Data confirms what all special educators experience. Our vision of inclusion has not been achieved, particularly for children of color. What can we do to reduce instances of inappropriate identification of minority students for special education services? How can we learn to use a cultural lens to examine our current attitudes and practices for our
Special educators are feeling the impact of a changing student population and the heightened emphasis on the results of our services. There are so many ways we can get off track and sometimes fail in education. Join your colleagues as we take a look at just five of these common pitfalls, and with humor, share
Part 1 of a 2-part webinar aired on 7/16/20. PresenceLearning clinical experts, Kristin Martinez, M.A., CCC-SLP, and Stephanie Taylor, Ed.S, NCSP, share lessons learned from school closures to guide back-to-school planning for remote, hybrid, or in-person reentry.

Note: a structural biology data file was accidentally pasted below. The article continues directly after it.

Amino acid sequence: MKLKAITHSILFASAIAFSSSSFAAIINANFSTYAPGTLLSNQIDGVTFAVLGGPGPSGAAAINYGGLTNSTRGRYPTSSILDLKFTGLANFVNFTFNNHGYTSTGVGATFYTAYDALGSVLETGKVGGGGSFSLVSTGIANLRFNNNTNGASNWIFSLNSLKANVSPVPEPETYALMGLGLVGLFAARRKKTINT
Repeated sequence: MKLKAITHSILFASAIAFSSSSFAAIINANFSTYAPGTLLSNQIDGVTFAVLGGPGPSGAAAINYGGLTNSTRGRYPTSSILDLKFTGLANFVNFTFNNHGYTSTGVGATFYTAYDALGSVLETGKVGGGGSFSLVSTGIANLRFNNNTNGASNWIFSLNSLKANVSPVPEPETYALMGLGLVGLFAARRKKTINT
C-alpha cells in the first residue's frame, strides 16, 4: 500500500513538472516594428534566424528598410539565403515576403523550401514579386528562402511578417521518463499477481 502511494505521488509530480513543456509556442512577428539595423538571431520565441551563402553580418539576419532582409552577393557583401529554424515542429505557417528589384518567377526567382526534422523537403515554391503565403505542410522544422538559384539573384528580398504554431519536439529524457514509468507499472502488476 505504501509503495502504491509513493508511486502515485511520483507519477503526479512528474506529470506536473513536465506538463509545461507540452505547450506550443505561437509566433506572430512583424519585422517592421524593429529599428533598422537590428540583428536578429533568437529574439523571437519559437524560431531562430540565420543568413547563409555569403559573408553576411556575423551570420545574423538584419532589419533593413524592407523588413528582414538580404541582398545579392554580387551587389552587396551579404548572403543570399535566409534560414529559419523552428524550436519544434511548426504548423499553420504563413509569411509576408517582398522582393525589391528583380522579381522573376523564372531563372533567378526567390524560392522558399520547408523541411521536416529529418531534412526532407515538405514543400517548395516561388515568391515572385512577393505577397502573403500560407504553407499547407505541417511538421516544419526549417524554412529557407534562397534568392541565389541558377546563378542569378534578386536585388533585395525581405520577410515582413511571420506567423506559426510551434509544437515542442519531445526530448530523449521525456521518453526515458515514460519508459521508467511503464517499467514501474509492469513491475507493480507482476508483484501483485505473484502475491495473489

Part 2 of a 2-part webinar series aired on 7/23/20. PL clinical experts and school partners, Mike Lowers, Central Kansas Cooperative in Education, Melissa Phillips, CCC-SLP, Lewis Cass ISD, and Julian Duffey, Bonneville Joint USD #93, share strategies their districts used for back-to-school planning.
As the need for social distancing is prompting extended school closures across the country, school districts are considering new ways to keep students connected and engaged in school activities. Because continuity is especially important for students who receive special education-related services, PresenceLearning is hosting this webinar to support districts who are looking to deliver these